Through the Looking Glass Children's Book Reviews

Have Space Suit, Will Travel

Have Space Suit, Will Travel

Robert A. Heinlein
Fiction
For ages 12 and up
Random House, 2005   ISBN: 978-1416505495

Kip Russell has a dream. He wants to go to the moon, and since his parents don’t have the means to pay for such a luxury, Kip has to find a way to get there on his own. He could try to get there by going to the Air Academy or by becoming an engineer, but in either case, he will be competing with thousands of other likely young people. Then Kip sees that a soap company is sponsoring a contest, and the person who comes up with the best slogan for the soap will win a trip to the moon.

Kip, his family members, and his friends all pitch in to help Kip win the contest, but despite his more that five thousand entries, Kip does not win the grand prize. All is not lost though, because Kip does win a spacesuit. Lovingly Kip restores the old suit, and he grows very fond of it, even going so far as to give it a name, Oscar. Then it becomes clear that if Kip wants to go to college, which he does, he is going to have to sell Oscar so that he can pay for his tuition. Sadly, Kip takes Oscar outside for one last walk in his back yard, which is when his life takes a decidedly strange turn. To his amazement, a spaceship lands right in front of him, and then another one arrives on the scene. A strange looking alien comes out of the second ship, and it hits Kip so hard that the high school senior passes out.

When he comes to, Kip is on the alien spacecraft, which is on its way to a hidden base on the moon. His captors are an aggressive form of aliens that Kip calls Wormfaces. Kip is not alone though. With him is Peewee, a little human girl who was also kidnapped, and a being whom Peewee calls the Mother Thing.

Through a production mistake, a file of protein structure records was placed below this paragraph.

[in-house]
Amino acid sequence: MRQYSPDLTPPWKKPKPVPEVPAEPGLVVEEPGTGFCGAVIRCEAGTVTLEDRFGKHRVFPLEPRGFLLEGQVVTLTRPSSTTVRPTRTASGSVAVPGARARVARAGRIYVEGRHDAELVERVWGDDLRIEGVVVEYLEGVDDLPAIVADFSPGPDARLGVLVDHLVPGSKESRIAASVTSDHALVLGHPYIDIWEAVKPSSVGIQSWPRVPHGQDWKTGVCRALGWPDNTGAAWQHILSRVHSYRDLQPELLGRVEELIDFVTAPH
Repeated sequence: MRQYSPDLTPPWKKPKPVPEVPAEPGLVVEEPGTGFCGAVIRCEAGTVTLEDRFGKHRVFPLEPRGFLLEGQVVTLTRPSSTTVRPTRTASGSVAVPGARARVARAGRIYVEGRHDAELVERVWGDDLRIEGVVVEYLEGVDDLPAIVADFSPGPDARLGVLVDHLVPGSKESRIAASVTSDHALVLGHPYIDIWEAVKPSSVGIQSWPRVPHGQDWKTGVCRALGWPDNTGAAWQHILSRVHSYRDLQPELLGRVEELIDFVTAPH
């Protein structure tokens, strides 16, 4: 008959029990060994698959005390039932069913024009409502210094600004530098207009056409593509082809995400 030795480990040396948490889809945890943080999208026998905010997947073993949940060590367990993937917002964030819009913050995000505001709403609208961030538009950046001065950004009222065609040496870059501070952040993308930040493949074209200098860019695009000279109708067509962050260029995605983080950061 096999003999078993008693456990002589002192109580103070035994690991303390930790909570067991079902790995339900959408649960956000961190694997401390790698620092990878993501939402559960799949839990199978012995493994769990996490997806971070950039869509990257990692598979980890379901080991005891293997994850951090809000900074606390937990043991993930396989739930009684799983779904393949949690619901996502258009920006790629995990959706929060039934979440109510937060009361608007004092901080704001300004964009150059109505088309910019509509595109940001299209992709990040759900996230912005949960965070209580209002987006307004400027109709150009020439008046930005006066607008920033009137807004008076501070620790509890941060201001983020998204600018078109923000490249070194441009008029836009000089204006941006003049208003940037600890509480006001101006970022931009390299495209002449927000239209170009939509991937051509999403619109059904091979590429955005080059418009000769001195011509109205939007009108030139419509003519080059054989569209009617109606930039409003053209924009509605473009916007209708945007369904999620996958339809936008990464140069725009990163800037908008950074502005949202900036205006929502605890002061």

Kip soon realizes that the Wormfaces are bad news, and he, Peewee and Mother Thing set about trying to escape. They do manage to get away from their captors for a while, but are then recaptured and taken to Pluto. Kip’s situation gets a lot worse for a while, and it looks like he has run out of time, which is when the Mother Thing takes a great risk to stop the Wormfaces before it is too late.

Though this book was first published in 1958, when high tech devices were primitive and when space exploration was in its infancy, the story is still accessible to readers today. Readers will enjoy seeing how Kip and his new friends fight for their freedom, and how their relationships develop and change as the story unfolds.

This book is a must for readers who have a fondness for science fiction titles.

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